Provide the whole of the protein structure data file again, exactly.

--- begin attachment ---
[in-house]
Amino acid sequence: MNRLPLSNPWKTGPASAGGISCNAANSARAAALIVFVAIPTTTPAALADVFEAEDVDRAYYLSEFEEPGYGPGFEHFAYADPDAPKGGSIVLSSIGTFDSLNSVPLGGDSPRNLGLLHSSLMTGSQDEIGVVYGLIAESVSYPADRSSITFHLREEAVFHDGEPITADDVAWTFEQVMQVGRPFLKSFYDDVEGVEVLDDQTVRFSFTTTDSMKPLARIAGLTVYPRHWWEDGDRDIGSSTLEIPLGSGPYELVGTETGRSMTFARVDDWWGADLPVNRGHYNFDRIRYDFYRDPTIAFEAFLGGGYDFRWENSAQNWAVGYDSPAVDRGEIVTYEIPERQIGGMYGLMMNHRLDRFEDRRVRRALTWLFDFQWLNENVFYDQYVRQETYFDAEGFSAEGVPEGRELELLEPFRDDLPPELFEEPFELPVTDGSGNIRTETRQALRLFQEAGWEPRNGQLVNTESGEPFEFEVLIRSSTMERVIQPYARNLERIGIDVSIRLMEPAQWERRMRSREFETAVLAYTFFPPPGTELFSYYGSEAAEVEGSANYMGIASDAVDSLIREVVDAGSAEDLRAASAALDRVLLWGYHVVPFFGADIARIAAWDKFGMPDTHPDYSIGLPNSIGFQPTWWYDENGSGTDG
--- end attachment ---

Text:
[in-house]
Amino acid sequence: MNRLPLSNPWKTGPASAGGISCNAANSARAAALIVFVAIPTTTPAALADVFEAEDVDRAYYLSEFEEPGYGPGFEHFAYADPDAPKGGSIVLSSIGTFDSLNSVPLGGDSPRNLGLLHSSLMTGSQDEIGVVYGLIAESVSYPADRSSITFHLREEAVFHDGEPITADDVAWTFEQVMQVGRPFLKSFYDDVEGVEVLDDQTVRFSFTTTDSMKPLARIAGLTVYPRHWWEDGDRDIGSSTLEIPLGSGPYELVGTETGRSMTFARVDDWWGADLPVNRGHYNFDRIRYDFYRDPTIAFEAFLGGGYDFRWENSAQNWAVGYDSPAVDRGEIVTYEIPERQIGGMYGLMMNHRLDRFEDRRVRRALTWLFDFQWLNENVFYDQYVRQETYFDAEGFSAEGVPEGRELELLEPFRDDLPPELFEEPFELPVTDGSGNIRTETRQALRLFQEAGWEPRNGQLVNTESGEPFEFEVLIRSSTMERVIQPYARNLERIGIDVSIRLMEPAQWERRMRSREFETAVLAYTFFPPPGTELFSYYGSEAAEVEGSANYMGIASDAVDSLIREVVDAGSAEDLRAASAALDRVLLWGYHVVPFFGADIARIAAWDKFGMPDTHPDYSIGLPNSIGFQPTWWYDENGSGTDG